Glad to finally see that you agree Bush lied. Too bad you continue to dissemble for him.

Posted by: DMBeaster at December 19, 2003 08:38 AM | PERMALINK

I cannot for the life of me understand why the left is so upset about the Iraq war. Isn't removing one of the worst dictators in the world a positive good, regardless of the reason? What difference does it make if GWB did the right thing for the wrong reasons? Isn't it enough that he did the right thing? It seems to me that any way you look at it, the world is a better place without Saddam.

I can't speak for the "left" (whatever that is) but I'm upset by this war because it's a crime against humanity.

Here's what Supreme Court Justice Robert Jackson had to say about another group of liars who launched a "preventive" war:

We must make clear to the Germans that the wrong for which their fallen leaders are on trial is not that they lost the war, but that they started it. And we must not allow ourselves to be drawn into a trial of the causes of the war, for our position is that no grievances or policies will justify resort to aggressive war. It is utterly renounced and condemned as an instrument of policy.

Getting rid of Saddam may or may not have been a "good thing" (we won't know that until we see the full cost of getting rid of him), but getting rid of Saddam was not a legitimate reason for launching a war that is a violation of every precept of international law (and American law for that matter) that has been developed over the last 300 years.

What is so hard for you on the "right" to understand about the immorality of an aggressive war?


Posted by: Basharov at December 19, 2003 08:50 AM | PERMALINK

Well put, Howard.

Posted by: melior at December 19, 2003 09:15 AM | PERMALINK

1. Iraq was invaded because it did not have WMD.
[After years of inspections it had become entirely obvious]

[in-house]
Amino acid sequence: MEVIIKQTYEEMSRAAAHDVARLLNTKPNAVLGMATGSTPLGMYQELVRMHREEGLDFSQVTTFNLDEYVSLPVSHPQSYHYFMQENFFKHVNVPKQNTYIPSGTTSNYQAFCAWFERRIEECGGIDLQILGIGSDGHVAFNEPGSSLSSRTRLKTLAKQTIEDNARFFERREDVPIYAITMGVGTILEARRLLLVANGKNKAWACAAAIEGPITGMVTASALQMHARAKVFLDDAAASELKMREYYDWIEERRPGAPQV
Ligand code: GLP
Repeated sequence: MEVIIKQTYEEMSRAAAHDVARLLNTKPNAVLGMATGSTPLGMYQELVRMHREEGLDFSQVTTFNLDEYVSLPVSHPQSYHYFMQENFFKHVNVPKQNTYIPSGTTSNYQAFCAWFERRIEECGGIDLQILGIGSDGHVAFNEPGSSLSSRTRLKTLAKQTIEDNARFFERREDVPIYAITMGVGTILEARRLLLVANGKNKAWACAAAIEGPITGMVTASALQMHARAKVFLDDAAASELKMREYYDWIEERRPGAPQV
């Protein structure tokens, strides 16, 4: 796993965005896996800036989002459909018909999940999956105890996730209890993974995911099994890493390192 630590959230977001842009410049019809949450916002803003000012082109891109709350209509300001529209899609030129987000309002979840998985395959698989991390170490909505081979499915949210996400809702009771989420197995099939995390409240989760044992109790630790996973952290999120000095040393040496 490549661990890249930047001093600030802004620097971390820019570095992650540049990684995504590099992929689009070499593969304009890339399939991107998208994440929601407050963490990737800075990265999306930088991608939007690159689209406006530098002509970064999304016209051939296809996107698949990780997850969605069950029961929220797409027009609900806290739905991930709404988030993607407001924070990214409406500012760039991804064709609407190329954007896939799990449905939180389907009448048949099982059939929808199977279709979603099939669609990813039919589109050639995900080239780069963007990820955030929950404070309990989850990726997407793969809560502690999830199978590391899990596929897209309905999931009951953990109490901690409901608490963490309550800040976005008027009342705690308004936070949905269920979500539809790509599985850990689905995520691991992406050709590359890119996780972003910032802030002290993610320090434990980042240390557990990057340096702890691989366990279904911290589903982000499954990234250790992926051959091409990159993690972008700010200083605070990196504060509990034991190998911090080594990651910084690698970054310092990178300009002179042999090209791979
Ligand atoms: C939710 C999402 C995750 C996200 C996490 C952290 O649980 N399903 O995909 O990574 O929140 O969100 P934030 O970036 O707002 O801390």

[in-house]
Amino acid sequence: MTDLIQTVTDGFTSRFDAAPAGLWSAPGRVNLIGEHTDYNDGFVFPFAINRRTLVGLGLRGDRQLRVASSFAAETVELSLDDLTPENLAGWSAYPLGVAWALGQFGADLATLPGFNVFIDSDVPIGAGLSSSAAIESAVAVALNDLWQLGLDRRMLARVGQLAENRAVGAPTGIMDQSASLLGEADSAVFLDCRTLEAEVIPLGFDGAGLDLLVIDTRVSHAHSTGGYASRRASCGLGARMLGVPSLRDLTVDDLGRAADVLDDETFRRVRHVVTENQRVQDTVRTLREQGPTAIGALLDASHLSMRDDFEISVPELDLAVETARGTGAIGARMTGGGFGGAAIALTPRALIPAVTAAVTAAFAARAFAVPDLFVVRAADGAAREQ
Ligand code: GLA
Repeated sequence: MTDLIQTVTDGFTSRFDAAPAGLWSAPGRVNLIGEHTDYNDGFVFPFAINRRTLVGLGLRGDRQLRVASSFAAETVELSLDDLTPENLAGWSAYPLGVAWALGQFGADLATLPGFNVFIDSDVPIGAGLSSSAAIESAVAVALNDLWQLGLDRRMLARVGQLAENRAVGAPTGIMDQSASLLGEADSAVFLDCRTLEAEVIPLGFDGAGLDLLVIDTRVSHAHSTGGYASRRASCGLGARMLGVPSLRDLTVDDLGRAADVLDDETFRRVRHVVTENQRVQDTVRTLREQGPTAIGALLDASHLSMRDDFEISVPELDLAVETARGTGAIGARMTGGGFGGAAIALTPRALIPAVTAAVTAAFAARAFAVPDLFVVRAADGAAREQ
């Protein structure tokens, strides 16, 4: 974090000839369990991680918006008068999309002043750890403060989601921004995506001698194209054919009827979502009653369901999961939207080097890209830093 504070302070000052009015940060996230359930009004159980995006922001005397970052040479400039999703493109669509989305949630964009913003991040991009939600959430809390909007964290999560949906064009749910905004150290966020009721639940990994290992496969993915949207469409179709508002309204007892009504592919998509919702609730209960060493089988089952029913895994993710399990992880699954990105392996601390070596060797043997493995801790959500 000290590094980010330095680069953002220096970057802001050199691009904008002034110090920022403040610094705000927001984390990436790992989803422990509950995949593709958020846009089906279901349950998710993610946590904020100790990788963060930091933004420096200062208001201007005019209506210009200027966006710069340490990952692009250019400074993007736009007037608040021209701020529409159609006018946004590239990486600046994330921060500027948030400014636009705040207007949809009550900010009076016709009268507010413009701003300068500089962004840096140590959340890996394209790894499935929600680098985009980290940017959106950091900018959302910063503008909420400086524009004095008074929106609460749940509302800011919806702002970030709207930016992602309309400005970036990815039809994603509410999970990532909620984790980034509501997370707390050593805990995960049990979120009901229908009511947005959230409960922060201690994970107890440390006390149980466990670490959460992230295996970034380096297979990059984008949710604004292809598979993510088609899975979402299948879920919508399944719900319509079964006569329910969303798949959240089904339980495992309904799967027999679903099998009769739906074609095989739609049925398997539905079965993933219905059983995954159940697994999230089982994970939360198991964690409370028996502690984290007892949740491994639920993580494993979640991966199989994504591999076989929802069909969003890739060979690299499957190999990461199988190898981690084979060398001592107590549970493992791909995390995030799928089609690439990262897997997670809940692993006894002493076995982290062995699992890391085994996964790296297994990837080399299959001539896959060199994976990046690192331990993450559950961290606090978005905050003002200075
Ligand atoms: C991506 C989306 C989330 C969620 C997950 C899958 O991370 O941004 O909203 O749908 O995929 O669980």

2. Thats why Iranian and North Korean leaders would be in full dereliction of their duties re national security if they dont immediately and without delay proceed to get a WMD capability.
3. In this game of geopolitical chess both Al-Qaeda and the Neo-conservatives desired the same outcome. Saddam's removal. Sadly the misjudgement is all on the part of the Neo-conservatives who believed all the Chelabi propaganda about rose petals being laid at the feet of liberators [invaders]
4. Both AQ and Bush believe in the 'flypaper' theory and unfortunately notwithstanding the delusional propaganda coming out of Bremer et al, it has to be clear that there is no swamp drainage going on, but a fully fledged rebellion which becomes fertile ground for AQ to gain added legitimacy to its cause by fusing itself with the right of every people to be free and to resist invasion.

Posted by: Alamut at December 19, 2003 09:20 AM | PERMALINK

Bush says we had to take out Saddam because of the "possibility he could acquire WMD". Oh,really. I guess that means we now are obligated to take out every single anti-American leader in the world since they it is possible that any of them could acquire WMD.

I guess in this case its a good thing that Bush is lying, because if that really were his actual rationale we'd have a hell of a lot of wars to fight.

Posted by: The Fool at December 19, 2003 11:17 AM | PERMALINK